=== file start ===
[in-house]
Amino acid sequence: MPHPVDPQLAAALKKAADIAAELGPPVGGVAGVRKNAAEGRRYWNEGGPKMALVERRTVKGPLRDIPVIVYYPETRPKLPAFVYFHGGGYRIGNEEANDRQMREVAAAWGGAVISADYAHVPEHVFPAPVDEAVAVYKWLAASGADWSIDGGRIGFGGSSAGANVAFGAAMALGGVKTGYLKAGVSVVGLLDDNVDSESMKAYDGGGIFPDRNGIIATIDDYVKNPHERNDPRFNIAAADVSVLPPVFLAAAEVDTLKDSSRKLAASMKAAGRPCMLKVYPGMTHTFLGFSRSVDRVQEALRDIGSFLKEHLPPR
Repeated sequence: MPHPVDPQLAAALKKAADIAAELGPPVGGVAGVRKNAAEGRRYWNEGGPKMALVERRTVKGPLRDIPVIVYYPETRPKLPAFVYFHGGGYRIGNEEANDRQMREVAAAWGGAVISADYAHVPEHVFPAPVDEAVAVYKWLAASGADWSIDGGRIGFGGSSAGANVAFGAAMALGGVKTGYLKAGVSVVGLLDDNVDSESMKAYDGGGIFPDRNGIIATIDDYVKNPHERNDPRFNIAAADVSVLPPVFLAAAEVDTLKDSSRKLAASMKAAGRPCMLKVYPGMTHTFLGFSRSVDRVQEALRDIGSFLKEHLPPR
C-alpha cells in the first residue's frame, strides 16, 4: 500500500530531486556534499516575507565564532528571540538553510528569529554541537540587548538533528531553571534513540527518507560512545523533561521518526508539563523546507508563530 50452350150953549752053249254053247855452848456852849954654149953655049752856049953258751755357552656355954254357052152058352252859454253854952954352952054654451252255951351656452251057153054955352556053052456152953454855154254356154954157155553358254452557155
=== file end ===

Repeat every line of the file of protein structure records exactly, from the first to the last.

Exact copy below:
[in-house]
Amino acid sequence: MPHPVDPQLAAALKKAADIAAELGPPVGGVAGVRKNAAEGRRYWNEGGPKMALVERRTVKGPLRDIPVIVYYPETRPKLPAFVYFHGGGYRIGNEEANDRQMREVAAAWGGAVISADYAHVPEHVFPAPVDEAVAVYKWLAASGADWSIDGGRIGFGGSSAGANVAFGAAMALGGVKTGYLKAGVSVVGLLDDNVDSESMKAYDGGGIFPDRNGIIATIDDYVKNPHERNDPRFNIAAADVSVLPPVFLAAAEVDTLKDSSRKLAASMKAAGRPCMLKVYPGMTHTFLGFSRSVDRVQEALRDIGSFLKEHLPPR
Repeated sequence: MPHPVDPQLAAALKKAADIAAELGPPVGGVAGVRKNAAEGRRYWNEGGPKMALVERRTVKGPLRDIPVIVYYPETRPKLPAFVYFHGGGYRIGNEEANDRQMREVAAAWGGAVISADYAHVPEHVFPAPVDEAVAVYKWLAASGADWSIDGGRIGFGGSSAGANVAFGAAMALGGVKTGYLKAGVSVVGLLDDNVDSESMKAYDGGGIFPDRNGIIATIDDYVKNPHERNDPRFNIAAADVSVLPPVFLAAAEVDTLKDSSRKLAASMKAAGRPCMLKVYPGMTHTFLGFSRSVDRVQEALRDIGSFLKEHLPPR
C-alpha cells in the first residue's frame, strides 16, 4: 500500500530531486556534499516575507565564532528571540538553510528569529554541537540587548538533528531553571534513540527518507560512545523533561521518526508539563523546507508563530 50452350150953549752053249254053247855452848456852849954654149953655049752856049953258751755357552656355954254357052152058352252859454253854952954352952054654451252255951351656452251057153054955352556053052456152953454855154254356154954157155553358254452557155